• The lead 20 may include one or more second positional markers 58. The second positional markers 58 are positioned on the lead 20 a distance from the first marking 57 equal to the distance from the distal electrode to a desired location in the electrode array 90. For example, the desired location in the electrode array 90 may be the distance from the distal electrode 99 to a given electrode of the array (e.g. distance X1, X2, X3 or X4, as depicted); the average distance of one or more electrodes of the electrode array 90 from the distal electrode 90 (e.g., distance X5, as depicted, which is the average distance of all of the electrodes of the electrode array 90 from the distal electrode 90), or the like. Thus, as depicted in FIG. 4, the lead 20 may be advanced through the introducer body member 410 until a second marking 58 is aligned with, or adjacent to, the proximal end of the introducer body 410, resulting in the lead advancing in the patient such that the desired portion of the electrode array 90 occupies the space previously occupied by the distal electrode 99. Thus, if the test signal applied by the distal electrode 99 indicates that the distal electrode is positioned in the desired location of the patient, the lead 20 may be advanced through the introducer body 410 until the second marking aligns with (or is adjacent to) the proximal end of the introducer body 410. Then, the desired location of the electrode array 90 should occupy the space previously occupied by the distal electrode 99, and therapy may be delivered to the patient via one or more electrodes of the array 90.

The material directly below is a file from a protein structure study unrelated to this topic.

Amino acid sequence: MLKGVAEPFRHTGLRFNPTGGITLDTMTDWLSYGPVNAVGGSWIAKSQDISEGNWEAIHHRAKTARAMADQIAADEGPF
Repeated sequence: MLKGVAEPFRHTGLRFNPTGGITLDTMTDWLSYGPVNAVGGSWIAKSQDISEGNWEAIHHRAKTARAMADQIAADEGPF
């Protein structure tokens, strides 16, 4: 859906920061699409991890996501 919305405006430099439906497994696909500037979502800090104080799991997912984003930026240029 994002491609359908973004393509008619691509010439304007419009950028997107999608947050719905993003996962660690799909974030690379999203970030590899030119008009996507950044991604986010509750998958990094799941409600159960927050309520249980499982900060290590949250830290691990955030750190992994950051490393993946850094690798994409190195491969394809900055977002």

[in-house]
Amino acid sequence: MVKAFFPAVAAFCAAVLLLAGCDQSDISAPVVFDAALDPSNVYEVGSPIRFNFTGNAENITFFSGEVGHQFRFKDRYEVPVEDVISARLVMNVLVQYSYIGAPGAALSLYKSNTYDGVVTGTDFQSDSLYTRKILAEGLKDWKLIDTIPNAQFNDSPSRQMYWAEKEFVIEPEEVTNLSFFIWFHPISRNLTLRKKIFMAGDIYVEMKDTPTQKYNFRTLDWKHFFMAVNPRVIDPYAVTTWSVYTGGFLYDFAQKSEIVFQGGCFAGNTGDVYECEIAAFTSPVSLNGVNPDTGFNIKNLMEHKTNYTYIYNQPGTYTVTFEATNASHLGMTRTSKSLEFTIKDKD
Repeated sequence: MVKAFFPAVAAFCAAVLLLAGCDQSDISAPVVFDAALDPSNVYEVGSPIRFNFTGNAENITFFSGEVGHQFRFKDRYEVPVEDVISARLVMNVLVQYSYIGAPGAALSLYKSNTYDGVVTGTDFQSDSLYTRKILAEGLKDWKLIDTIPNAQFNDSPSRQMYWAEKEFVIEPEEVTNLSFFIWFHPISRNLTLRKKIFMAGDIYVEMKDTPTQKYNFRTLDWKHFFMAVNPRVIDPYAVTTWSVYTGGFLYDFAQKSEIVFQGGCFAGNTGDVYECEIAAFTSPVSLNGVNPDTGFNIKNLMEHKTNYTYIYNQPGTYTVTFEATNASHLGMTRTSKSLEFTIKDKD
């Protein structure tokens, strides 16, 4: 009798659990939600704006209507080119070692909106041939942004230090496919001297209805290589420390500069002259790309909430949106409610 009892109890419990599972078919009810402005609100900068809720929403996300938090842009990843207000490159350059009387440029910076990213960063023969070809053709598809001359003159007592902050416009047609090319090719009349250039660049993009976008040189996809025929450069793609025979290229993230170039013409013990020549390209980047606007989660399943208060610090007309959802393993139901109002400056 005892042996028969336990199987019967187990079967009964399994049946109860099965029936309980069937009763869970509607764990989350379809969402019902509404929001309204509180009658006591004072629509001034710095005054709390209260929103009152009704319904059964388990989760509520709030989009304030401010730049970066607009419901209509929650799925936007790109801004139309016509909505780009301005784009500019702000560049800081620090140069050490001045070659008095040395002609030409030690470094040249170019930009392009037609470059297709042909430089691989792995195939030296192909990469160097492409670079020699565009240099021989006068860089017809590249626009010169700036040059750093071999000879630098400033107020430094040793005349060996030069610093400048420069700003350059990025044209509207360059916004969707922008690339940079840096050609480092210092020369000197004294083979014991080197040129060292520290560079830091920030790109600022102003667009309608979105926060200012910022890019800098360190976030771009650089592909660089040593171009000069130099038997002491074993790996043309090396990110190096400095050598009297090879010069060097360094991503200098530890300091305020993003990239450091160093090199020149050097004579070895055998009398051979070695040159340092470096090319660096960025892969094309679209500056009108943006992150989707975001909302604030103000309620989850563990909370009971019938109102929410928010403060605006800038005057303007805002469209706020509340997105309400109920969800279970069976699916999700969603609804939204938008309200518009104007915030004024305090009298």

• As shown in FIGS. 3-4, the lead 20 may also include a third positional marking 59, which is positioned proximal the first positional marking 57. The third positional marking 59 is located a distance from the proximal end of the fixation elements 310, 311 equal to the length of the introducer. Thus, advancement of the lead 20 in the lumen 420 of the introducer body 410 to a point where the third positional marker 59 of the lead is located distal the proximal end of the introducer body 410 will result in deployment of the fixation elements 310, 311. However, if the lead 20 is not advanced to a point where the third positional marker 59 of the lead is located distal the proximal end of the introducer body 410, the body 410 of the introducer will retain the fixation elements 310, 311 in a retracted configuration. As shown in FIG. 4, the region between the first 57 and third 59 positional markers may be filled in or otherwise indicated to provide a user with a visual cue indicative of the lead 20 being sufficiently advanced in the introducer body 410 to allow for test stimulation by the distal electrode 90 without deployment of the fixation elements 310, 311 (provided that the filled in area is aligned or adjacent with the proximal end of the introducer body 410).